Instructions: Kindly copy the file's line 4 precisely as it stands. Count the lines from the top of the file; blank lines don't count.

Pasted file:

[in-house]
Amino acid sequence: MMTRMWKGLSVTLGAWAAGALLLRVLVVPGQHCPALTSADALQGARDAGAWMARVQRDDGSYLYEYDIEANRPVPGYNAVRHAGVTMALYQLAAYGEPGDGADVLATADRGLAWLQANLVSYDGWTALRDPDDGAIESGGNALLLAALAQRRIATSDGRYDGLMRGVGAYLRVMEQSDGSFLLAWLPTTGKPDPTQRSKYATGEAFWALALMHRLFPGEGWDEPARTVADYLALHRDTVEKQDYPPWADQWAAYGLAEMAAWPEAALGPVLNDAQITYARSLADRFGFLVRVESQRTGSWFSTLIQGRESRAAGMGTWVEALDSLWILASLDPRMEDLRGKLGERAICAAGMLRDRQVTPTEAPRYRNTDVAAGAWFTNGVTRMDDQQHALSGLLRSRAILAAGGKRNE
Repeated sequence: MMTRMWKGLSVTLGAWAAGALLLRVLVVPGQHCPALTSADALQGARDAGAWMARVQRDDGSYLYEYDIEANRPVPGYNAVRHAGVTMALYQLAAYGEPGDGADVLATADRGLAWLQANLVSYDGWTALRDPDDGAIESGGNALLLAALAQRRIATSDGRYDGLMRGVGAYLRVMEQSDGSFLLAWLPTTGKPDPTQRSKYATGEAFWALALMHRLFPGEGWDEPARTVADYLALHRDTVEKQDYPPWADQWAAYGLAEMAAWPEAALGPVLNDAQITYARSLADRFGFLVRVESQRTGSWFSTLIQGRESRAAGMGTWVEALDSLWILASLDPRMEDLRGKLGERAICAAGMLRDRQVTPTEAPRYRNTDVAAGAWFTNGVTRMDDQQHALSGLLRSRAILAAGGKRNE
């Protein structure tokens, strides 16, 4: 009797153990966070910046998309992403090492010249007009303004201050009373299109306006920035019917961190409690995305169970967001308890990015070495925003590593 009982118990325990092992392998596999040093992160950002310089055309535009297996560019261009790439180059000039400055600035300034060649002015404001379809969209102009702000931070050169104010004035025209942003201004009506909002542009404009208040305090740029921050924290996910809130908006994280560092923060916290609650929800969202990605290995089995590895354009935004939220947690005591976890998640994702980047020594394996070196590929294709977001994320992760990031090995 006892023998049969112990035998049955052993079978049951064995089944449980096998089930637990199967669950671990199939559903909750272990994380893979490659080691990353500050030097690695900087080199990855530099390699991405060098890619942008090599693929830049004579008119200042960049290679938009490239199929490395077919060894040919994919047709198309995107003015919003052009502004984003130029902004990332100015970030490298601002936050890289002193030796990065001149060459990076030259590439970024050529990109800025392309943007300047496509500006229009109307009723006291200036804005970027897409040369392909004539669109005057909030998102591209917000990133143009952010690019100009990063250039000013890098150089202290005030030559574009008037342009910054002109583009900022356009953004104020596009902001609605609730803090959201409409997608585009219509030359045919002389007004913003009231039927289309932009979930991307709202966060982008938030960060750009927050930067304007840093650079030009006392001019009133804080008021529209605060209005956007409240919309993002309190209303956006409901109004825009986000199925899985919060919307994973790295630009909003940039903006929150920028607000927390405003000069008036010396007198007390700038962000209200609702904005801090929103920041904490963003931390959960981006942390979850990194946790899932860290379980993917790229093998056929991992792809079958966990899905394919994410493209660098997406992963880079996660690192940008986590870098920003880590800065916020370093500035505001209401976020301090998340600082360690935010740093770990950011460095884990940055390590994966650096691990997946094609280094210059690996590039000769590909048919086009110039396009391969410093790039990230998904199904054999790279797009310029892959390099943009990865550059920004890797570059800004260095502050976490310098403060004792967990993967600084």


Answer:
């Protein structure tokens, strides 16, 4: 009797153990966070910046998309992403090492010249007009303004201050009373299109306006920035019917961190409690995305169970967001308890990015070495925003590593 009982118990325990092992392998596999040093992160950002310089055309535009297996560019261009790439180059000039400055600035300034060649002015404001379809969209102009702000931070050169104010004035025209942003201004009506909002542009404009208040305090740029921050924290996910809130908006994280560092923060916290609650929800969202990605290995089995590895354009935004939220947690005591976890998640994702980047020594394996070196590929294709977001994320992760990031090995 006892023998049969112990035998049955052993079978049951064995089944449980096998089930637990199967669950671990199939559903909750272990994380893979490659080691990353500050030097690695900087080199990855530099390699991405060098890619942008090599693929830049004579008119200042960049290679938009490239199929490395077919060894040919994919047709198309995107003015919003052009502004984003130029902004990332100015970030490298601002936050890289002193030796990065001149060459990076030259590439970024050529990109800025392309943007300047496509500006229009109307009723006291200036804005970027897409040369392909004539669109005057909030998102591209917000990133143009952010690019100009990063250039000013890098150089202290005030030559574009008037342009910054002109583009900022356009953004104020596009902001609605609730803090959201409409997608585009219509030359045919002389007004913003009231039927289309932009979930991307709202966060982008938030960060750009927050930067304007840093650079030009006392001019009133804080008021529209605060209005956007409240919309993002309190209303956006409901109004825009986000199925899985919060919307994973790295630009909003940039903006929150920028607000927390405003000069008036010396007198007390700038962000209200609702904005801090929103920041904490963003931390959960981006942390979850990194946790899932860290379980993917790229093998056929991992792809079958966990899905394919994410493209660098997406992963880079996660690192940008986590870098920003880590800065916020370093500035505001209401976020301090998340600082360690935010740093770990950011460095884990940055390590994966650096691990997946094609280094210059690996590039000769590909048919086009110039396009391969410093790039990230998904199904054999790279797009310029892959390099943009990865550059920004890797570059800004260095502050976490310098403060004792967990993967600084």